Setting Up Matchmaking #

The next part in building our game flow is enabling players to enter matchmaking.

Pragma Engine uses a Matchmaking Plugin to provide matchmaking functionality. You can build your own matchmaking plugins to customize matchmaking behavior to suit the unique needs of your game. As this is a simplified tutorial, we’ll be using a Pragma-provided matchmaking plugin that performs warm body matchmaking. This means the matchmaking plugin we’re using simply matches the first available players together until a complete match is formed.

For the front end, we’ll be making the necessary modifications by adding a start matchmaking button and outputting status information so that the party leader can start matchmaking and see when they are in a match.

Enable the Matchmaking Plugin #

For this example, we’ll be using the WarmBodyMatchmakingPlugin. This plugin is a configurable implementation of the Matchmaking Plugin, meaning we can pass specific parameters in our configuration YAML to change its behavior. Enable the plugin by editing 5-ext/config/dev.yml to add the following config:

      class: "pragma.matchmaking.WarmBodyMatchmakingPlugin"
        numberOfTeams: 1
        playersPerTeam: 2

This configuration enables the WarmBodyMatchmakingPlugin and tells it to create a two-player match where both players are on the same team.

Next, we need to implement two matchmaking-related functions in GameFlowTutorialPartyPlugin:

override suspend fun buildMatchmakingKey(party: Party): ExtMatchmakingKey {
    return ExtMatchmakingKey.getDefaultInstance()

override suspend fun buildExtMatchmakingParty(party: Party): ExtMatchmakingParty {
    return ExtMatchmakingParty.getDefaultInstance()
Method overview

These two methods must be implemented so that parties can enter matchmaking. Note that we don’t actually need to perform any logic here in our simplified example:

  • Matchmaking Keys are used to separate distinct queues. As our simplified example only consists of one queue, we don’t need to implement actual logic in buildMatchmakingKey().
  • Similarly, because we’re using warm body matchmaking with no custom behavior, we have not defined any custom data in the ExtEnterMatchmakingV2Request proto, so we have nothing to handle in buildExtEnterMatchmakingV2Request().

Since we’ve implemented new functionality in our Party Plugin, we’ll need to rebuild 5-ext. Run the following command in a terminal from the platform directory:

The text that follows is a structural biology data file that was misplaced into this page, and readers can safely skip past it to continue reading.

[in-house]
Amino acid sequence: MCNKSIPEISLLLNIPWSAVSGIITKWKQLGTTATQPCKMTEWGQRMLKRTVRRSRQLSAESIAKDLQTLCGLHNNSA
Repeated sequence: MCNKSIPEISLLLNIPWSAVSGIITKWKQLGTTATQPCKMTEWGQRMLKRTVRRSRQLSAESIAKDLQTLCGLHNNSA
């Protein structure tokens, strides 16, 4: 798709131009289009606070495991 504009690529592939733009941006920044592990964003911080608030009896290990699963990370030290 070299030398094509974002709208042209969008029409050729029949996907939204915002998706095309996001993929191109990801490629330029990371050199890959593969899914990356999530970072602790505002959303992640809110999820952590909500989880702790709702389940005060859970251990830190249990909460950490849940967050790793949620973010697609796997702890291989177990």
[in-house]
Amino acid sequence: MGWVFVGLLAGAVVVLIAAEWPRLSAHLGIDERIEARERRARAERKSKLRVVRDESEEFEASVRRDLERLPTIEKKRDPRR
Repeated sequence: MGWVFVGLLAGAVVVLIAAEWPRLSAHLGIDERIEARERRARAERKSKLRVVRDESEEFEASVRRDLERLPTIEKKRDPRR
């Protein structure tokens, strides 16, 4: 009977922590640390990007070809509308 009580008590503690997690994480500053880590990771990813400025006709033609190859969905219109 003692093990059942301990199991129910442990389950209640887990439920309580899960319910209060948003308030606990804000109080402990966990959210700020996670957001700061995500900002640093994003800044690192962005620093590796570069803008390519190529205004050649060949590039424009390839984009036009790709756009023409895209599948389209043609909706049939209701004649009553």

make ext pragma-sdks

Run Pragma Engine via one of the following methods.

Running via Make
Run make run to start the platform. Run this in a terminal with platform as the working directory.
Running in IntelliJ

From the IntelliJ toolbar in the upper right, ensure MainKt - LocalConfigured is selected, then click the play button.

If MainKt - LocalConfigured isn’t available, you will need to configure it. In the IntelliJ toolbar, click the dropdown next to the run button, then click Edit Configurations…. In the Run/Debug Configurations window that appears, expand Kotlin in the left hand side, then select MainKt - LocalConfigured. Click OK. Click the play button in the IntelliJ toolbar to start Pragma Engine.

Once the engine has started successfully, it prints the message [main] INFO main - Pragma server startup complete.

Implement the enter matchmaking service call #

We’ve previously built the party flow up until the point players enter matchmaking: players can create a new party, invite other players, select their characters, and ready up. We’ll add a button to enter matchmaking, then have that button issue the service call to begin matchmaking.

Add a button to your Party screen to enter matchmaking, then add the following code:

Add the following to your header file under protected:

UFUNCTION(BlueprintCallable, Category="Pragma")
void EnterMatchmaking();

Then add the corresponding function definition to your source file:

void APC_TutorialPlayerController::EnterMatchmaking()

Then hook up the EnterMatchmaking() method to the button in Unreal Editor. While we won’t be implementing any client-side checks in this tutorial, the platform does perform validation and won’t enter parties into matchmaking unless they meet all criteria, such as all players being ready.